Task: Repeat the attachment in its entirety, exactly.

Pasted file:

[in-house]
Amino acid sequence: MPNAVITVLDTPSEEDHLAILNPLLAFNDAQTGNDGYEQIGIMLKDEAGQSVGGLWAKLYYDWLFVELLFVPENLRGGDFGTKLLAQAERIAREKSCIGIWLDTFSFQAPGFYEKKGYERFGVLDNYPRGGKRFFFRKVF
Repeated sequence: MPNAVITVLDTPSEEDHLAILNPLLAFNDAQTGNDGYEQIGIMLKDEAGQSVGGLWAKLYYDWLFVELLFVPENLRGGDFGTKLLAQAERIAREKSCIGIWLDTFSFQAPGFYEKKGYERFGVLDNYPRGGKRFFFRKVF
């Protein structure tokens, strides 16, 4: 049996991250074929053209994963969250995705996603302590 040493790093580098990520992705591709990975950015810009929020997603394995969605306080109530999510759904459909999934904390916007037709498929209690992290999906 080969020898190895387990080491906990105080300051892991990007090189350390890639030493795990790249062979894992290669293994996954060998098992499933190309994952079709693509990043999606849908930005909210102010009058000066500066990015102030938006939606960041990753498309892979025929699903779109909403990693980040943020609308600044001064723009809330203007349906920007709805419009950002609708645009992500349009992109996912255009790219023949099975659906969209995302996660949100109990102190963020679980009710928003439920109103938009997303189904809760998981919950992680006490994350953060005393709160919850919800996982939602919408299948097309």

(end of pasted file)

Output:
[in-house]
Amino acid sequence: MPNAVITVLDTPSEEDHLAILNPLLAFNDAQTGNDGYEQIGIMLKDEAGQSVGGLWAKLYYDWLFVELLFVPENLRGGDFGTKLLAQAERIAREKSCIGIWLDTFSFQAPGFYEKKGYERFGVLDNYPRGGKRFFFRKVF
Repeated sequence: MPNAVITVLDTPSEEDHLAILNPLLAFNDAQTGNDGYEQIGIMLKDEAGQSVGGLWAKLYYDWLFVELLFVPENLRGGDFGTKLLAQAERIAREKSCIGIWLDTFSFQAPGFYEKKGYERFGVLDNYPRGGKRFFFRKVF
């Protein structure tokens, strides 16, 4: 049996991250074929053209994963969250995705996603302590 040493790093580098990520992705591709990975950015810009929020997603394995969605306080109530999510759904459909999934904390916007037709498929209690992290999906 080969020898190895387990080491906990105080300051892991990007090189350390890639030493795990790249062979894992290669293994996954060998098992499933190309994952079709693509990043999606849908930005909210102010009058000066500066990015102030938006939606960041990753498309892979025929699903779109909403990693980040943020609308600044001064723009809330203007349906920007709805419009950002609708645009992500349009992109996912255009790219023949099975659906969209995302996660949100109990102190963020679980009710928003439920109103938009997303189904809760998981919950992680006490994350953060005393709160919850919800996982939602919408299948097309």